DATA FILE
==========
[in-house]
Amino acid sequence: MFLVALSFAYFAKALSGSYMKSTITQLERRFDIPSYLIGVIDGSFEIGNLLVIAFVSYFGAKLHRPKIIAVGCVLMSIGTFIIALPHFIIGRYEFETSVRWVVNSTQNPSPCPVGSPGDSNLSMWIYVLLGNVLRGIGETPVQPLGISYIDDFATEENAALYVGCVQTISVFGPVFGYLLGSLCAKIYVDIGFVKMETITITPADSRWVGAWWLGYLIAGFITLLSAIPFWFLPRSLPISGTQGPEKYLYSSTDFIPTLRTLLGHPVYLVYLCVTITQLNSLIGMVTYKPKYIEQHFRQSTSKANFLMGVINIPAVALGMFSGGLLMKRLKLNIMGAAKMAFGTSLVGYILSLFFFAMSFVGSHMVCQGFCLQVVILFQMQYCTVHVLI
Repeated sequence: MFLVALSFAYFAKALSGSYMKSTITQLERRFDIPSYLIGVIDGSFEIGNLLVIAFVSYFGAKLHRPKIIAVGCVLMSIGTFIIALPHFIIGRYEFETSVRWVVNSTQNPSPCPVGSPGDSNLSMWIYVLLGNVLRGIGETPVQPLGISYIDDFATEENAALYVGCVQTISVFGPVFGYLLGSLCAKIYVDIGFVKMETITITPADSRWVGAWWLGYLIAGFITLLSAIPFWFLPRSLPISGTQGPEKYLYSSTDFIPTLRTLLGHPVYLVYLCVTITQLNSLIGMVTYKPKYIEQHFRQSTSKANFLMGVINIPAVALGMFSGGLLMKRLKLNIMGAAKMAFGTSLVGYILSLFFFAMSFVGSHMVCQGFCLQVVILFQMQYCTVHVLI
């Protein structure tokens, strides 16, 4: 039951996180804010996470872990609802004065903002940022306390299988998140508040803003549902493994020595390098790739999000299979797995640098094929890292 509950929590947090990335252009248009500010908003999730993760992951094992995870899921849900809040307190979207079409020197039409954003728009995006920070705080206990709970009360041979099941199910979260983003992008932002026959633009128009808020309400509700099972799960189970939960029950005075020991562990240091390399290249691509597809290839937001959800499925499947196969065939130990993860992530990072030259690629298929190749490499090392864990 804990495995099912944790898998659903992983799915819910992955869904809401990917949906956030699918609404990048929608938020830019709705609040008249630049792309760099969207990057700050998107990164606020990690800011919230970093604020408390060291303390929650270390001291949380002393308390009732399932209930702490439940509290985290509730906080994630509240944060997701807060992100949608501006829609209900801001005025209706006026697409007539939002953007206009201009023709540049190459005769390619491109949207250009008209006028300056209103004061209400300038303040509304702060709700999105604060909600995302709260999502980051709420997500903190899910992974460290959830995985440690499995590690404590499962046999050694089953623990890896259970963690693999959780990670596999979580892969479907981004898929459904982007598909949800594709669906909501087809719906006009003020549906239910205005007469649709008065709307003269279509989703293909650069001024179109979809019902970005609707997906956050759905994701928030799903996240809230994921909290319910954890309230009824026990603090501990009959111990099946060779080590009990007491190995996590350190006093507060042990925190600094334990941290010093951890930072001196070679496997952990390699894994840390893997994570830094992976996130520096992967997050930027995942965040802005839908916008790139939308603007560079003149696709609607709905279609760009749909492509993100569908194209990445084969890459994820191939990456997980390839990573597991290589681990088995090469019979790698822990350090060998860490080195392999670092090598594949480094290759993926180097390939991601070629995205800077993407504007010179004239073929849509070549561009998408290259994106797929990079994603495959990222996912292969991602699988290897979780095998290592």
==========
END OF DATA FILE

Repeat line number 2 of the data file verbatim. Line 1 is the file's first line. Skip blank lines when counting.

Amino acid sequence: MFLVALSFAYFAKALSGSYMKSTITQLERRFDIPSYLIGVIDGSFEIGNLLVIAFVSYFGAKLHRPKIIAVGCVLMSIGTFIIALPHFIIGRYEFETSVRWVVNSTQNPSPCPVGSPGDSNLSMWIYVLLGNVLRGIGETPVQPLGISYIDDFATEENAALYVGCVQTISVFGPVFGYLLGSLCAKIYVDIGFVKMETITITPADSRWVGAWWLGYLIAGFITLLSAIPFWFLPRSLPISGTQGPEKYLYSSTDFIPTLRTLLGHPVYLVYLCVTITQLNSLIGMVTYKPKYIEQHFRQSTSKANFLMGVINIPAVALGMFSGGLLMKRLKLNIMGAAKMAFGTSLVGYILSLFFFAMSFVGSHMVCQGFCLQVVILFQMQYCTVHVLI